Minimising barriers to business

The Charter for Inclusive Entrepreneurship, an initiative by Dr Lorna Treanor, was launched nationally in October at the Shard in London. The Charter aims to minimise barriers to entrepreneurship for underserved and under-represented groups through creation of a more inclusive ecosystem.


Dr Lorna Treanor, Associate Professor in Entrepreneurship and Innovation at Nottingham University Business School, has developed a Charter for Inclusive Entrepreneurship, which provides a framework for developing an inclusive ecosystem in the UK through five core principles:

  • Promoting diverse role models across the enterprise ecosystem
  • Delivering inclusive enterprise support
  • Enabling lifelong learning of entrepreneurship education
  • Ensuring equal access to enterprise finance
  • Implementing measurable targets for inclusive enterprise policy and procurement Practices.

"The current enterprise environment in the UK does not provide sufficient, fair and productive access to entrepreneurship for all", explained Lorna. “Social groups, such as women, ethnic minorities, young people, and people experiencing disabilities, face distinctive barriers to entrepreneurship, with equitable access to finance being one such issue."

Less than 1p of every £1 invested in the UK in 2017 was invested in all women-owned businesses; Black women face even greater barriers when trying to access such finance, receiving only 0.02p per £1 of total investment finance over a ten-year period in the UK.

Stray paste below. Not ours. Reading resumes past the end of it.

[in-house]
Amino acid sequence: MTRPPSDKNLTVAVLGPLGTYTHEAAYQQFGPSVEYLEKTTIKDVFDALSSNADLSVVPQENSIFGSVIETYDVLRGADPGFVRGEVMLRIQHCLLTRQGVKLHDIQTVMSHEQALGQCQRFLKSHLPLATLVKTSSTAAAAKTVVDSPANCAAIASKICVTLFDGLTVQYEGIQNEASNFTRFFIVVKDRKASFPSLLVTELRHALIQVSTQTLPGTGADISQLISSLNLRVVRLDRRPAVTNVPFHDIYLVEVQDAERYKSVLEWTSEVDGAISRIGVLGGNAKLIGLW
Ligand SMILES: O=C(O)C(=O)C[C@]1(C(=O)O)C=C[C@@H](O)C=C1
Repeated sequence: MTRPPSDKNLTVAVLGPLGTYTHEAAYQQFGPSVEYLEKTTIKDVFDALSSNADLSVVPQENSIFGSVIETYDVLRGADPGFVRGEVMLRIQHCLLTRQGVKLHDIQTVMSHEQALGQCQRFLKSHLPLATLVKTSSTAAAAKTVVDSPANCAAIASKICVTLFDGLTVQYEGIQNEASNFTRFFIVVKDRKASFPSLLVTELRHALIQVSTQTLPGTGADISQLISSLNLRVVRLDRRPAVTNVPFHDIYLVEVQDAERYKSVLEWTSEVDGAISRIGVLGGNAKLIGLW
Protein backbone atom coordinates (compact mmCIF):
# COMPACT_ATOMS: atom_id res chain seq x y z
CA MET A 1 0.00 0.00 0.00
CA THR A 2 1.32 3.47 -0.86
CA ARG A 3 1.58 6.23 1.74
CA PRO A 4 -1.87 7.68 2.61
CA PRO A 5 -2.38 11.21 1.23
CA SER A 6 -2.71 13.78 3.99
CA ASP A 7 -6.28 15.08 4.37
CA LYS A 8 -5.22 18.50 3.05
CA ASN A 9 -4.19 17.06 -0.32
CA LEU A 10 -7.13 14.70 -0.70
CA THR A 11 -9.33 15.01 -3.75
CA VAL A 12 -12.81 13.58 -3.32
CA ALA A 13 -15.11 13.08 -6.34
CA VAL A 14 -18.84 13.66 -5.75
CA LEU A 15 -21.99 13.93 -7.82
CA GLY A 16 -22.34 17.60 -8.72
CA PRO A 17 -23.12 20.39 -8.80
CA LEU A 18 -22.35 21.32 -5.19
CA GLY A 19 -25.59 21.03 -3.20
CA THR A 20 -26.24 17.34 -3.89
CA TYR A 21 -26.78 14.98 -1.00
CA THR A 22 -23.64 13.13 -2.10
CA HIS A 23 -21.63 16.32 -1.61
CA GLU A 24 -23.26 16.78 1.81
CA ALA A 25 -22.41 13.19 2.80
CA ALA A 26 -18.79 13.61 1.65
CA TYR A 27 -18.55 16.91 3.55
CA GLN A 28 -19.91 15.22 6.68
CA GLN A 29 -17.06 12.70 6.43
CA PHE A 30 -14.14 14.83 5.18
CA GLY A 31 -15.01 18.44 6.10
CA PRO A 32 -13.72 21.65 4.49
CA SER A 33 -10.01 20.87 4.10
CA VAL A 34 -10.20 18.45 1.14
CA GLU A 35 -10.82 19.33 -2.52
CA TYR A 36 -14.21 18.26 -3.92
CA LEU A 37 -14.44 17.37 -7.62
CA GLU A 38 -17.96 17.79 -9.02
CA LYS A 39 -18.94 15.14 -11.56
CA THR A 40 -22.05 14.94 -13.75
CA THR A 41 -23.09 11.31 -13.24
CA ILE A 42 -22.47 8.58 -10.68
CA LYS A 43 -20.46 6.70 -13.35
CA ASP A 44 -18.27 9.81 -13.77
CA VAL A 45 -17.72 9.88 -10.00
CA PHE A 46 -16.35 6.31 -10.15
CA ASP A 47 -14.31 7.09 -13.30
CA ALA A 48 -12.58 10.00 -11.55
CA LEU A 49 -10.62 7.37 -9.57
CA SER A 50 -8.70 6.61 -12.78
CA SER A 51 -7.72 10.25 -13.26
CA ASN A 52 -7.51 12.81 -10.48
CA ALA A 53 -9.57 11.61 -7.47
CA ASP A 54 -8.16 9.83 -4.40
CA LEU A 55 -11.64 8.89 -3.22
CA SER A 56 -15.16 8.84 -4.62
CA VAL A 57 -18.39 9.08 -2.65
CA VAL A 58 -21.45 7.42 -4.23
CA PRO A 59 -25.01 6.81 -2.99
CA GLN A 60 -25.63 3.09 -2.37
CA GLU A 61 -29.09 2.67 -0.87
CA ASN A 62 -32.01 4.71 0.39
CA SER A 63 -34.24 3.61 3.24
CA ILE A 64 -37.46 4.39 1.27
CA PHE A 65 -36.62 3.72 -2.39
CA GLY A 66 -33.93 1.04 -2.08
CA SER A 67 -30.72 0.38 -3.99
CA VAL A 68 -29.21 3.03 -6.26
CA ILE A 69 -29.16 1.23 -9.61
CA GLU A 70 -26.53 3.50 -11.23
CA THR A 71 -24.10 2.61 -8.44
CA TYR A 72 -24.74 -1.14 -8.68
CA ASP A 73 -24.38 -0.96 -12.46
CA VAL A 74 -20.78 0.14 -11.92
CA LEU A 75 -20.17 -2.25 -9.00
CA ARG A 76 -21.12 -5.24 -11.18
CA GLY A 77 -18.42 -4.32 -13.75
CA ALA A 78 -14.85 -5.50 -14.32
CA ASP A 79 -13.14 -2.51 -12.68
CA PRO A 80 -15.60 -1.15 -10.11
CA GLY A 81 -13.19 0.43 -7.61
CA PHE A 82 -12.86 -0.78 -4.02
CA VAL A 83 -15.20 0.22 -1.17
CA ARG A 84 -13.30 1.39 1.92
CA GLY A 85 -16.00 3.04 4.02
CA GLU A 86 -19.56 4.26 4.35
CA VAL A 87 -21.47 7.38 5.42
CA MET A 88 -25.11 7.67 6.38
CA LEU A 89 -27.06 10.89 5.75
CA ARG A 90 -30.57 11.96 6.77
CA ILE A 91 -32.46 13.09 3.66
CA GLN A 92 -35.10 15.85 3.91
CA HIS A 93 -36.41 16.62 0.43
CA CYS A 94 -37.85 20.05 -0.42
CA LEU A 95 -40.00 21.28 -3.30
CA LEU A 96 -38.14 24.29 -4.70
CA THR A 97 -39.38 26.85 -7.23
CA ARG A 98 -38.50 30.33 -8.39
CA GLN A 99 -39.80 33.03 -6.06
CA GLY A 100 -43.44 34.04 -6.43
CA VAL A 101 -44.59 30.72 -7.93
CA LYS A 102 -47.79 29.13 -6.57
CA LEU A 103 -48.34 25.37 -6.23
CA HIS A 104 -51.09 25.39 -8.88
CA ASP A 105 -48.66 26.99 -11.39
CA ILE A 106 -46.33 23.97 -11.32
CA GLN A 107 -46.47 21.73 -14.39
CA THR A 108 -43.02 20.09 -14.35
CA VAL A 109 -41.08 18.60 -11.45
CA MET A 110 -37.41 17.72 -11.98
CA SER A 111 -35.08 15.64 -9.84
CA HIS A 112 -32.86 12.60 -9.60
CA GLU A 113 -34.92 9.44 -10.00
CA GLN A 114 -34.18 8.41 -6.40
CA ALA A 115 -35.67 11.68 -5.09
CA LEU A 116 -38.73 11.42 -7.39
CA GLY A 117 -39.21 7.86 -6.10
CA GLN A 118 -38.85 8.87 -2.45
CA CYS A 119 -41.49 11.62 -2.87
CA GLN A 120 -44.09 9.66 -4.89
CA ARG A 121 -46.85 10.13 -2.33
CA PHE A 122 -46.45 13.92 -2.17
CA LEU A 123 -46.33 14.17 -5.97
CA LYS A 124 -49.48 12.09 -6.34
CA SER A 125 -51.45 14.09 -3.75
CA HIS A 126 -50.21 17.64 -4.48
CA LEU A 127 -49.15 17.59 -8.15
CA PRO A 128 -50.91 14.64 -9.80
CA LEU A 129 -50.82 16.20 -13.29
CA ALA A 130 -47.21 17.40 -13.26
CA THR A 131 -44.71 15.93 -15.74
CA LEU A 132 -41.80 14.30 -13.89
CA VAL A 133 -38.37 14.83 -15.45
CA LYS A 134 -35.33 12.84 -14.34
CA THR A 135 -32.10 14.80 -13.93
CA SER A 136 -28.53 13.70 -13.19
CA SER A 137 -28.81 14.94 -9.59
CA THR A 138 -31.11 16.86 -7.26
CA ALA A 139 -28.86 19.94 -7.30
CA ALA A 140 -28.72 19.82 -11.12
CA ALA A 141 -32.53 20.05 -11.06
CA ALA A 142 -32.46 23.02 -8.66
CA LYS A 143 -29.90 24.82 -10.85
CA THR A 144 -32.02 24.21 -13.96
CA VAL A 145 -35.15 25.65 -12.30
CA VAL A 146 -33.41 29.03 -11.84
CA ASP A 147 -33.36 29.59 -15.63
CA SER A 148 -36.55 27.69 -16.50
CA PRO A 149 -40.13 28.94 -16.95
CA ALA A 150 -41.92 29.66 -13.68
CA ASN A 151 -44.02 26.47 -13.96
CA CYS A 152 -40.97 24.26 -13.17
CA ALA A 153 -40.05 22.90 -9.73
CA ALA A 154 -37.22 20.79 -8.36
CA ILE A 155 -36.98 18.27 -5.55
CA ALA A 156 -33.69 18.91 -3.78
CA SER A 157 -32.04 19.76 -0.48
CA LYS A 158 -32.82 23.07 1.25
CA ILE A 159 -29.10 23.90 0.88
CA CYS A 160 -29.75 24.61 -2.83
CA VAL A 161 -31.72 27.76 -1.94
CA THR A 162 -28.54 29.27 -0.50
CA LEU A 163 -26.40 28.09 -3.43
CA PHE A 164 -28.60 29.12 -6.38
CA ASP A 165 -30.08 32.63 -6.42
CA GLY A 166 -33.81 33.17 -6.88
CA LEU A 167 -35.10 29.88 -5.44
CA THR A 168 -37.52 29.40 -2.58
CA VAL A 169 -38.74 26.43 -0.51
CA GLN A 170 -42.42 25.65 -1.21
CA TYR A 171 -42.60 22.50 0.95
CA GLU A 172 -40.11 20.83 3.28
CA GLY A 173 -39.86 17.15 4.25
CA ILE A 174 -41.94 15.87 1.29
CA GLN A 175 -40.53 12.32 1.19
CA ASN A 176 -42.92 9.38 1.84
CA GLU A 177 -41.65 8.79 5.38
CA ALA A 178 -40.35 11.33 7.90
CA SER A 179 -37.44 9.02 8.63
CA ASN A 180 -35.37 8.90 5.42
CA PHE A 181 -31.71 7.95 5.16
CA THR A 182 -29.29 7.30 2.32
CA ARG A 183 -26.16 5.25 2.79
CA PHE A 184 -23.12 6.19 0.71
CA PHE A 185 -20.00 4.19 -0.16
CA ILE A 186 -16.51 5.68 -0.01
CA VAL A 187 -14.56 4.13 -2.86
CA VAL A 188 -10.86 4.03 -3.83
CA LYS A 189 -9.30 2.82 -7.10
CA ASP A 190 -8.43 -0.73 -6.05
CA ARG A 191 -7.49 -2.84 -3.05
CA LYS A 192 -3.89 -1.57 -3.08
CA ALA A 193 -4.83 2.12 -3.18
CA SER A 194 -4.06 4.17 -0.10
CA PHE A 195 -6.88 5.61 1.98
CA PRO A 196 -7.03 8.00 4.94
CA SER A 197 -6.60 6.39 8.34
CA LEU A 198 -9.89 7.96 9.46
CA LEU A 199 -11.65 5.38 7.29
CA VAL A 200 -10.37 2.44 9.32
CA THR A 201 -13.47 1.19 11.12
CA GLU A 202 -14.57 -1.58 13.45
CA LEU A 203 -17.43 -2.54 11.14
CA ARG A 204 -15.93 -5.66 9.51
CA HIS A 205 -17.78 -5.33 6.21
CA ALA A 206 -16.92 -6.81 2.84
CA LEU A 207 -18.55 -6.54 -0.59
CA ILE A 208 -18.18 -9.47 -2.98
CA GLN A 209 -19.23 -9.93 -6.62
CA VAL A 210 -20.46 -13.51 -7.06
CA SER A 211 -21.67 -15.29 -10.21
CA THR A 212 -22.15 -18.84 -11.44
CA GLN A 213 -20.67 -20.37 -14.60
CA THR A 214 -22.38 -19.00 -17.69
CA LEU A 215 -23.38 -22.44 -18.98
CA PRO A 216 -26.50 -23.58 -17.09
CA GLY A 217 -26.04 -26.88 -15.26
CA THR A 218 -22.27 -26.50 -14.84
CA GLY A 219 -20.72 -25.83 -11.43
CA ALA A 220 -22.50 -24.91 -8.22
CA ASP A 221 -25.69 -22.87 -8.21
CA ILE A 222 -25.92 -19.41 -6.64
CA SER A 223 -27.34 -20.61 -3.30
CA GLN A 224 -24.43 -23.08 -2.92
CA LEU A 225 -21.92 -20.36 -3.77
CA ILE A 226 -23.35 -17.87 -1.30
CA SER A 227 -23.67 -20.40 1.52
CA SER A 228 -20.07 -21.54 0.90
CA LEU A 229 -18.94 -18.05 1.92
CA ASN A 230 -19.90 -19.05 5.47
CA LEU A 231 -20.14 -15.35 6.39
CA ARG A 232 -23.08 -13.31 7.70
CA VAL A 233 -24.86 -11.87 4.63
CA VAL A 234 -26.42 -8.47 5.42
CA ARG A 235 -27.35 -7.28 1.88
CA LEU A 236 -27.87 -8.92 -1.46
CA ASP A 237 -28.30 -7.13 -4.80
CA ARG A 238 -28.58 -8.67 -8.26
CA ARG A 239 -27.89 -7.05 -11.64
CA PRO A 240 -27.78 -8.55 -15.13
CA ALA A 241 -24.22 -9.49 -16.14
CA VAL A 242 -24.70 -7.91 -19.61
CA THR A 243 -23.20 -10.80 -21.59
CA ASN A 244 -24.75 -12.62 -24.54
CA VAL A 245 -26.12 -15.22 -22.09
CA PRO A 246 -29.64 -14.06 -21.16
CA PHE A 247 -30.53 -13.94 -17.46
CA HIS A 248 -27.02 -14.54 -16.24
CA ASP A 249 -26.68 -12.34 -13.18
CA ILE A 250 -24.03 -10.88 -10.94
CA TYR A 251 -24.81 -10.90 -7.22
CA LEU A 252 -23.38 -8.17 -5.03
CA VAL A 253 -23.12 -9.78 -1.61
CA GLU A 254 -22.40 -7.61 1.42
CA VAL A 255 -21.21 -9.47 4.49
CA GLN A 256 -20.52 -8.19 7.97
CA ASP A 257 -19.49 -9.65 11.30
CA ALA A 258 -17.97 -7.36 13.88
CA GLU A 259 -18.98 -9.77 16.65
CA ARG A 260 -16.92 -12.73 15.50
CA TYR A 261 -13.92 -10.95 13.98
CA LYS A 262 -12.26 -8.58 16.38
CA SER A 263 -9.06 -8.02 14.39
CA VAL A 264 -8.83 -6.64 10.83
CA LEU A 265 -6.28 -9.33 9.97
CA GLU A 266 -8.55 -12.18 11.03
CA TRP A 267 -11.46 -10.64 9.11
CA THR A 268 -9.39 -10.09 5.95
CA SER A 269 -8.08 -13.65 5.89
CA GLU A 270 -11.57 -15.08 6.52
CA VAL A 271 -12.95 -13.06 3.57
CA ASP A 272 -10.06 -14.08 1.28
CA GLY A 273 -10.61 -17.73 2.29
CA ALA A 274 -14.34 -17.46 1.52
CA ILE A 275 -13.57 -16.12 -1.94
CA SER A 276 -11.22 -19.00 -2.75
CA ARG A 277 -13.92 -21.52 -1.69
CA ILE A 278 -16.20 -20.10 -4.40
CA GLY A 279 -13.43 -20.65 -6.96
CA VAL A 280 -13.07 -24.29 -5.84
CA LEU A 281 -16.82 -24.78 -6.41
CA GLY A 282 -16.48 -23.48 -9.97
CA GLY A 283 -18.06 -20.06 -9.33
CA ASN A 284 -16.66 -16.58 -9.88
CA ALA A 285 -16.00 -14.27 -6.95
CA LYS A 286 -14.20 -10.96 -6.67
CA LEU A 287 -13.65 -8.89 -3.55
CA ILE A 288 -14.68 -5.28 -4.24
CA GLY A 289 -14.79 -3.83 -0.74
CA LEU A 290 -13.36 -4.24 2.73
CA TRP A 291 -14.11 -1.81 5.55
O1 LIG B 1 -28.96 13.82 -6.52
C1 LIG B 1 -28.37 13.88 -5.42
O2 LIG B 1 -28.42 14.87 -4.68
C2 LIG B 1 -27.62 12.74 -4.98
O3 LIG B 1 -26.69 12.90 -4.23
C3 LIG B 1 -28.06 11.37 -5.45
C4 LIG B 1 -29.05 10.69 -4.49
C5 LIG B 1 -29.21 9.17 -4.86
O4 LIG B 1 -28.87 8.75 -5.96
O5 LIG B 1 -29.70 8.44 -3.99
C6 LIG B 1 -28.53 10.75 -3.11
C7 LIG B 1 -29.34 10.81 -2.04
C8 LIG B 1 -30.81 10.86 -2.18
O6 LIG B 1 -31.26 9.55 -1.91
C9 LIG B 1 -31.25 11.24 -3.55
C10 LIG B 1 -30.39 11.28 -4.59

Dr Lorna Treanor

So how can you help?

An ecosystem approach is a concept that recognises that members of any system must work with and around each other to keep the system stable, optimising conditions for sustained success towards a common goal. And just like in the natural world, a balanced ecosystem can form the conditions that allows everyone to thrive.

The Charter is all about creating a supportive business network across the country, that means anyone is able to start a successful and sustainable business, regardless of their personal characteristics or background. Signatories to the Charter will do things like committing to recruit diverse workforces, ensuring staff receive full EDI training, and promote the principles of the Charter throughout their supply chain.

"Taking an ecosystem approach is so important because barriers to enterprise begin with barriers to employment, education and training; for entrepreneurs there may be barriers to accessing finance or gender/race/disability-aware support and advice. So everyone has a role to play."


The Institute for Small Business and Entrepreneurship, the Neurodiversity and Entrepreneurship Association, Black Business Network UK, and the Centre for Research in Ethnic Minority Entrepreneurs are some of the first signatories to the Charter, demonstrating their commitment to ensuring appropriate and equitable support is available to anyone who wants to start or grow a business.

Lorna urges any alumni businesses who are passionate about creating an open and inclusive business environment in the UK to get involved - and even those who just want to see the economy going in the right direction.

"An inclusive ecosystem would not only contribute to social justice outcomes but also improve the economy and national productivity. To create an inclusive ecosystem, all actors across private, public and third sector organisations should become a Charter signatory and commit to engaging in and/or improving their inclusive recruitment and procurement practices and service delivery. Working together in partnership we can learn from each other and build a stronger society and economy.”

Add your voice 

Show your support for a more inclusive business environment in the UK: Become a signatory of the Charter